Gold has rallied albeit briefly when it hit $1,300 an ounce, considered as a psychologically key level among investors, traders and analysts in the metals market, in Wednesday. This was the result of the Federal Reserve’s welcome announcement about leaving interest rates unchanged after its June 2016 meeting.
Briefly Traded at a High
For the August delivery, gold futures briefly traded at a high of $1,300 an ounce, their highest level since its $1,303.90 an ounce last May 3 with its last trading up $6.90 at $1,295.20 an ounce. Even spot gold prices went up by 0.54% at $1,291.91 per ounce.
Before the Federal Reserve made its announcement, the August delivery for gold futures in the United States settled up 20 cents per ounce at $1,200.30 an ounce. This is a six-week high after its climb for six consecutive sessions when the federal agency lowered its economic growth forecasts until 2017. This was an indication of its less aggressive tightening in its monetary policy for next year.
After its two-day meeting, the Federal Reserve announced that it kept interest rates unchanged. While this announcement was expected, it still signalled that the agency still plans to implement two rate increases in 2016. The agency has also said that it expects the country’s job market to become stronger after a recent slowdown amidst the dollar’s extended losses and the global stock market’s brief gains.
Gold mining companies also experienced gains – a fund tracking the industry rose by more than 4% after Janet Yellen, the Federal Reserve chairman, made the remarks.
Holdings in SPDR Gold Trust rose to its highest level since October 2013. SPDR Gold Trust is the world’s largest exchange traded fund with gold backing.
Cautious Rally on the News
But there are also concerns about the announcement. Tai Wong, the BMO Capital Market’s director of base and precious metals trading, has expressed concern about the Federal Reserve tempering its longer-term growth outlook considering the 62 basic points drop in the 2018’s Fed Funds median target.
Gold has indeed made a cautious rally after the news and, thus, it will be a disappointment if doesn’t re-test highs of the move more than $1,300 soon. Of all the precious metals, gold is arguably the most sensitive to U.S. interest rates such that increases in interest rates also increase the opportunity cost of non-yielding gold while also boosting the dollar; fold is priced based on the dollar.
According to Royce Mendes of the Toronto-based CIBC Capital Markets, the median of FOMC participants expect two more hikes in 2016 although 6 participants see a single hike, in contrast with one participant in March. These forecasts were made regarding the dot plot. For the CIBC Capital Markets, its analyst expect a rate hike in September, but not before it.
Gold bullion also rallied for its previous five sessions amidst the higher-risk assets, such as shares, suffering from heavy losses particularly in connection with concerns about Brexit. The term refers to Britain’s possible exit from the European Union with its campaigns still suspended after the fatal stabbing and shooting of Jo Cox, an MP.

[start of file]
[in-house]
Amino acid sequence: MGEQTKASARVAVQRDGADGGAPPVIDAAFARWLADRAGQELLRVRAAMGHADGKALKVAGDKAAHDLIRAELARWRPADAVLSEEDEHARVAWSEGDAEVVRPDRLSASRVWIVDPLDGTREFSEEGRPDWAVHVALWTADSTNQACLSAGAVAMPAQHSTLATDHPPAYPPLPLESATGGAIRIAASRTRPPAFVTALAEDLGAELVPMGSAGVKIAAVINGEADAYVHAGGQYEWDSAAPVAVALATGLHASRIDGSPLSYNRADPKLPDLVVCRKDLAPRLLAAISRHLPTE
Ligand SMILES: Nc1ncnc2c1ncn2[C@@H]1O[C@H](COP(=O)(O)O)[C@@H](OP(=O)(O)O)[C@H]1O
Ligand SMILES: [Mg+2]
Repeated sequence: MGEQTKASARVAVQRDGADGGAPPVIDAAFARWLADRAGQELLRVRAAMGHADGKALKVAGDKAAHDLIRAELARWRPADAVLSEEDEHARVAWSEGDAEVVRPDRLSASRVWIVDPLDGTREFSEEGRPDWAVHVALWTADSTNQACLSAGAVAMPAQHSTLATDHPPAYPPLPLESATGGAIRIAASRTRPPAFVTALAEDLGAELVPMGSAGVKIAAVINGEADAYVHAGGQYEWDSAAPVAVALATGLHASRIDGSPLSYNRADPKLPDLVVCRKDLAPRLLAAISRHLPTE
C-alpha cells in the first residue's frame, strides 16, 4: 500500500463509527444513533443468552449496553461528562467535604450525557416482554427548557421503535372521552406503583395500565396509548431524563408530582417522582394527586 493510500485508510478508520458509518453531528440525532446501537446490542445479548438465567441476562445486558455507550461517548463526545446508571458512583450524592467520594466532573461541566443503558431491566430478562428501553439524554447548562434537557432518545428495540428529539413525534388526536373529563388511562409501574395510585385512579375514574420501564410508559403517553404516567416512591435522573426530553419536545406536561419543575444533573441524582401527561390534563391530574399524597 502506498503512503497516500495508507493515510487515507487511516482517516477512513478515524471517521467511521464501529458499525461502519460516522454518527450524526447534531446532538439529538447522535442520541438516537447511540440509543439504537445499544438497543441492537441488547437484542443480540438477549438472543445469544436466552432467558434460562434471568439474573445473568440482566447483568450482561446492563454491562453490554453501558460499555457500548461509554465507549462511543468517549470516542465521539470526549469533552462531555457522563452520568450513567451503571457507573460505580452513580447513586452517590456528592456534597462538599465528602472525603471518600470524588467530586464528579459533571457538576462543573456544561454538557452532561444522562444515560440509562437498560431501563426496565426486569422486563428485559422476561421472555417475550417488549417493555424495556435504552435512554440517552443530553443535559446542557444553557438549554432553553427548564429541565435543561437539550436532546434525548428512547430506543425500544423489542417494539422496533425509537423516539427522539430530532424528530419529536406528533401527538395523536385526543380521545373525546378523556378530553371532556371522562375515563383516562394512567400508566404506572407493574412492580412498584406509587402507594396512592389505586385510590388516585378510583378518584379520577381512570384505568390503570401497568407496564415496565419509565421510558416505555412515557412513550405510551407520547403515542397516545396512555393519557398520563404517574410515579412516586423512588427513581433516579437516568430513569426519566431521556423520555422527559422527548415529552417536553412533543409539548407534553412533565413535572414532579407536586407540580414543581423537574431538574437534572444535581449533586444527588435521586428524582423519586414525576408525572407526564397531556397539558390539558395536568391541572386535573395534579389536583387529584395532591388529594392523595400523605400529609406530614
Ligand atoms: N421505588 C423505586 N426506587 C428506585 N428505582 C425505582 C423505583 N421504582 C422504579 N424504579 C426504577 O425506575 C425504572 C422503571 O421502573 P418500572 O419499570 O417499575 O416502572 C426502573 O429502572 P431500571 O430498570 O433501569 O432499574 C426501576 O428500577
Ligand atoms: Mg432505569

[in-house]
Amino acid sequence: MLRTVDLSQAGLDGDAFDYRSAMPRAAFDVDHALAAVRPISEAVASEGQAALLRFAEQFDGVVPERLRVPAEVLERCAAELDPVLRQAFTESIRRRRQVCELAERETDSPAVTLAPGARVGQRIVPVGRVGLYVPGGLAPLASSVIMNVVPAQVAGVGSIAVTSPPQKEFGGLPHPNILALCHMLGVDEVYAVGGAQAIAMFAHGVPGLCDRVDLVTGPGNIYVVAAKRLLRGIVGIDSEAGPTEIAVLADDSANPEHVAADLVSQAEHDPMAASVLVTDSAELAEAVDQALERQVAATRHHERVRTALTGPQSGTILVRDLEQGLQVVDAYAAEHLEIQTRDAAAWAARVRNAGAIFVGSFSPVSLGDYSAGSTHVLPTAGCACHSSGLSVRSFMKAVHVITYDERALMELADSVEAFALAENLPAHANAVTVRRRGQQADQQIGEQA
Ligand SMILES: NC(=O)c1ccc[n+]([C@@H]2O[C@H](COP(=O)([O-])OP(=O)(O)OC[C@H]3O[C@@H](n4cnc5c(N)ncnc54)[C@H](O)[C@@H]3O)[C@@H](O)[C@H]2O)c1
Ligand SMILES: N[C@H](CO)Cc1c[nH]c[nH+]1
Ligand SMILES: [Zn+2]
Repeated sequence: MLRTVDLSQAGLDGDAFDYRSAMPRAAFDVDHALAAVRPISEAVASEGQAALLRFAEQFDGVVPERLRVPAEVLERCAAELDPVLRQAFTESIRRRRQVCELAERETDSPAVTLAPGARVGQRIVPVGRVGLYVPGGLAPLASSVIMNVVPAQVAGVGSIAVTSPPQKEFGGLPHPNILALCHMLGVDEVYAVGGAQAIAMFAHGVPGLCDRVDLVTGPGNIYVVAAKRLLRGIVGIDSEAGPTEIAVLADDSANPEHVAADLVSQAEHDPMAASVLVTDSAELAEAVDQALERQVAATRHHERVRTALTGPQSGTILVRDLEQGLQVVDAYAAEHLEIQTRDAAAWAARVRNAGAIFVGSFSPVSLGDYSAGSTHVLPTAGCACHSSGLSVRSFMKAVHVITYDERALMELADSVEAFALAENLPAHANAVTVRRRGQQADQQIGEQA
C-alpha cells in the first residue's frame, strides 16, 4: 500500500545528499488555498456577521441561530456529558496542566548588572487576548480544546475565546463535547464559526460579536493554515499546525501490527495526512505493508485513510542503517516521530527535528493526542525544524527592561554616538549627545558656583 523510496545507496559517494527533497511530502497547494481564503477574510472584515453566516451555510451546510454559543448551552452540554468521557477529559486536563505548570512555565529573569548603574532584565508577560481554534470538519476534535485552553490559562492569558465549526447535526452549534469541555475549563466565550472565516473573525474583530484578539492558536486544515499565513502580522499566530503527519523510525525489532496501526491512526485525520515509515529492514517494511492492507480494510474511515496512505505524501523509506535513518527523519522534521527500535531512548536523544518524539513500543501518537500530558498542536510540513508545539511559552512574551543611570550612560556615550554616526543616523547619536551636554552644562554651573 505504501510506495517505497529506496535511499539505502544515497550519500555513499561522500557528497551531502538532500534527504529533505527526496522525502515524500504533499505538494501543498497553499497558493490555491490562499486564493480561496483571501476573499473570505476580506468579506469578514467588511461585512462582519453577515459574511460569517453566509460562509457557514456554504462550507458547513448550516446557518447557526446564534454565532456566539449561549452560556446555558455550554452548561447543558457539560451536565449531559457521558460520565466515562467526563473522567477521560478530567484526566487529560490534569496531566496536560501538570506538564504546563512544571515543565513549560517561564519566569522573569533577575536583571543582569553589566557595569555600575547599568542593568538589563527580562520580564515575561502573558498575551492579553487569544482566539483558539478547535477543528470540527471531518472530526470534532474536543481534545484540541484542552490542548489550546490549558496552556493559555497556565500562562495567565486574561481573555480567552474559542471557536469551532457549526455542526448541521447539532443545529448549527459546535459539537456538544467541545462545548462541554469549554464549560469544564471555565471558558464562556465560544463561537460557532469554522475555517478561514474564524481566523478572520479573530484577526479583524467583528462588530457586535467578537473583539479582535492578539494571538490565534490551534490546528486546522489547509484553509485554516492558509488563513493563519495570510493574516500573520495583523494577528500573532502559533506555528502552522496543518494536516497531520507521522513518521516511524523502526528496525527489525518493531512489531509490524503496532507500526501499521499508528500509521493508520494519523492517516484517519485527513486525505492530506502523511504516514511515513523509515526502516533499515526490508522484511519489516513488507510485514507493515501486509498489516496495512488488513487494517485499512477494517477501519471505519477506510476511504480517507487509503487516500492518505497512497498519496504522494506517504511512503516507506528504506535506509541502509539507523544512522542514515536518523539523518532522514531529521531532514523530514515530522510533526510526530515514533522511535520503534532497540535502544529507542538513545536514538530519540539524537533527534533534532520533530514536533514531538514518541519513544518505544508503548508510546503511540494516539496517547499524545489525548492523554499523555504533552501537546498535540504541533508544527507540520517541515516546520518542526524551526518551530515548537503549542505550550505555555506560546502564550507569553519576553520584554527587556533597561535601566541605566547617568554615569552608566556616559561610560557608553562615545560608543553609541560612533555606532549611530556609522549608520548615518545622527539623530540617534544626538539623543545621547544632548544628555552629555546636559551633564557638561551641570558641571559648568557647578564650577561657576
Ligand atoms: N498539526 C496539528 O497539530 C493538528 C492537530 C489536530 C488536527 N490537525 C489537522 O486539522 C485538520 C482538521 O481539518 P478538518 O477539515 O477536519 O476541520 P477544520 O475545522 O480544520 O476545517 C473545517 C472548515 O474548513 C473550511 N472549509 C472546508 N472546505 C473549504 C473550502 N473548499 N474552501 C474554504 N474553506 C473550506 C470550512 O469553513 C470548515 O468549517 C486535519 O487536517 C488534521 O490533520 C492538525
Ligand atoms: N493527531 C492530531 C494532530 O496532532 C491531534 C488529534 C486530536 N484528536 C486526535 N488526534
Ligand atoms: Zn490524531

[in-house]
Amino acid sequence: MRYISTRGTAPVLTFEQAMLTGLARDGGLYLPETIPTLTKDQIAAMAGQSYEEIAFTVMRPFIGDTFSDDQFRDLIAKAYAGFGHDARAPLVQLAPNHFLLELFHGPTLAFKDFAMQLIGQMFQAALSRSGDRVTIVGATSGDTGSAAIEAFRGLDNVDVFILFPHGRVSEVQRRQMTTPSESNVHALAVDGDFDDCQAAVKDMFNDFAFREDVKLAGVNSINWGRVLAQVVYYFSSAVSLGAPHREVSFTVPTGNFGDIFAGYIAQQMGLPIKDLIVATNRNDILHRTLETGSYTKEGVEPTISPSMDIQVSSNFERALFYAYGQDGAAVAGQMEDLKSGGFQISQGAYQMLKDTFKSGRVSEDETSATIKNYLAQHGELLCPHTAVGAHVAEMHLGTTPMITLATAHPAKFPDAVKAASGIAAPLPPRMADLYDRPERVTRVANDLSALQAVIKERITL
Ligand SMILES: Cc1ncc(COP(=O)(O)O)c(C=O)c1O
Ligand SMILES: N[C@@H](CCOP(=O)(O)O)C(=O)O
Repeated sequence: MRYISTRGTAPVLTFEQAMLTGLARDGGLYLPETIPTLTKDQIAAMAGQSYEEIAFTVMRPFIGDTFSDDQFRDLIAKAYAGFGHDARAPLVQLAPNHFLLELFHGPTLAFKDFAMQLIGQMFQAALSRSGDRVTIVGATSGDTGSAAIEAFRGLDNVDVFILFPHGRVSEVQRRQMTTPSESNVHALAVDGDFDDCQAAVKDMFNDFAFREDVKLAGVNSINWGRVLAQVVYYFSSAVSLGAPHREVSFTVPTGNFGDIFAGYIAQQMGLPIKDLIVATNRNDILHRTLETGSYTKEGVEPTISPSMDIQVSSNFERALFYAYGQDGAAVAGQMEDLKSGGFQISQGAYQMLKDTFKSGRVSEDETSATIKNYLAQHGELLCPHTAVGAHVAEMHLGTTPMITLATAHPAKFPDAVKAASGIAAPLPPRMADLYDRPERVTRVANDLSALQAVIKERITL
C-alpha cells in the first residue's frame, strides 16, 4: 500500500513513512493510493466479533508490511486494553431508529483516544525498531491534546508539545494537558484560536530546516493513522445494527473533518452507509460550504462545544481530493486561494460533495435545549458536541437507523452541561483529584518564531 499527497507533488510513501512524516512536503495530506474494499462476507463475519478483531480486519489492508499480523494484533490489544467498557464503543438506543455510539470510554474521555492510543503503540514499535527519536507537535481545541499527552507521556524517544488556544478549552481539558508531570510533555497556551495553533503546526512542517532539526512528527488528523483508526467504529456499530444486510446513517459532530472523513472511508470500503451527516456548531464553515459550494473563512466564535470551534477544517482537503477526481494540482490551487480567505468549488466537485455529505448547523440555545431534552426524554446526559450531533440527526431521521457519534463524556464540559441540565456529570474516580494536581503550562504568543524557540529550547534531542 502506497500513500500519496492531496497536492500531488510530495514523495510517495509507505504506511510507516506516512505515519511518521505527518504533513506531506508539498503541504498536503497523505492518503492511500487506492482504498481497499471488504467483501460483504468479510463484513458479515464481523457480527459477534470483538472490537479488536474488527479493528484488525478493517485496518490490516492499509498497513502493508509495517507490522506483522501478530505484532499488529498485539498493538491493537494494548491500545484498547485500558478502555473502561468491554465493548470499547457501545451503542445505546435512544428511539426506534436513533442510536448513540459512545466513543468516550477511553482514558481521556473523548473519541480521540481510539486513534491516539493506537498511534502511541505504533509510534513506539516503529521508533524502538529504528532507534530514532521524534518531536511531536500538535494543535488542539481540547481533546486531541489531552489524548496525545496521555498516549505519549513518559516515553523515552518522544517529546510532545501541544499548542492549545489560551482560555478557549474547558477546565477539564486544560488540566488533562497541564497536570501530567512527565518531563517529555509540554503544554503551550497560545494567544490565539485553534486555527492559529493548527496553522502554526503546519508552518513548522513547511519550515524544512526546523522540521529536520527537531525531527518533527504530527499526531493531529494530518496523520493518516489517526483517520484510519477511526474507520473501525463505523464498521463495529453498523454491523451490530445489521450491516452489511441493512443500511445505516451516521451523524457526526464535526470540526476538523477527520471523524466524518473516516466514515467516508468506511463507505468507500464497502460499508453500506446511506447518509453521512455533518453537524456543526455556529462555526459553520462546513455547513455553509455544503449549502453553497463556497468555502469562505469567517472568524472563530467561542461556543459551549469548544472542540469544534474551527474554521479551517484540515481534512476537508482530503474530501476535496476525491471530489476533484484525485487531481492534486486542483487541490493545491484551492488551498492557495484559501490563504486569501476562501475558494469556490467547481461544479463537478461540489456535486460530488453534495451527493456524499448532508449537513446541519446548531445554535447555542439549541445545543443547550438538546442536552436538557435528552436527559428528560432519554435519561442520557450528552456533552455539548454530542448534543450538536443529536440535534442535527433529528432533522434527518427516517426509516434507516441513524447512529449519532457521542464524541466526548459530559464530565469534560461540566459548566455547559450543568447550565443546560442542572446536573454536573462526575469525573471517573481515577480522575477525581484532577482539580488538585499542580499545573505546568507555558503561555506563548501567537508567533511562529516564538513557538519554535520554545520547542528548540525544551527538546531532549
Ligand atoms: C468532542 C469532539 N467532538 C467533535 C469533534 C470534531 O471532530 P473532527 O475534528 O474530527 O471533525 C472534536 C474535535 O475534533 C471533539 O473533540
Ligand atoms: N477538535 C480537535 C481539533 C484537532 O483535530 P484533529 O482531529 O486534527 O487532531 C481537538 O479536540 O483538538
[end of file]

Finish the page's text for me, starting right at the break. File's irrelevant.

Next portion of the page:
For the first time, too, the yields on German Bunds fell below zero. The German Bunds are considered as safe havens.
On Wednesday afternoon, FactSet data observed that the gold futures gained approximately 0.5% to $1,294.80 a troy ounce at the New York Mercantile Exchange’s Comex division. Gold is up by about 22% so far in 2016, which reflects strong gains for the first quarter, which was partially due to the investors’ willingness to pile into the haven.
Furthermore, analysts viewed the Federal Reserve guidance as more dovish. The agency’s median projection still expects 2 rate increases in 2016 but more and more officials are seeing just one increase.
Keep in mind that lower rates are favorable for gold since it pays no interest. However, it makes gold more attractive when compared with yield-bearing assets, such as the U.S. Treasury.
Other precious metals also went up. Silver futures by 0.61% at $17.53 per ounce and platinum futures by 0.6% at $978 per ounce. Only palladium futures went down by 0.5% at $533.10 per ounce.
Gold continues to be significantly influenced by a few factors with perhaps one wild card. Investors still anxiously wait for the Federal Reserve’s interest-related announcements, especially in 2015 when the agency announced its first interest hike during a nearly 10-year period, which resulted in gold’s limited gains despite the increasing geopolitical turmoil.
The U.S. dollar has tumbled in 2016 against major currencies after hitting an 8-month high reached in November 2015. Gold traditionally benefits from a weak American dollar since it is valued in greenbacks. The investor demand also influences gold movements with ETF flows growing at their fastest pace since 2009. And then there’s the Brexit, which can give gold a bit of a boost if the British decide to leave the European Union next month.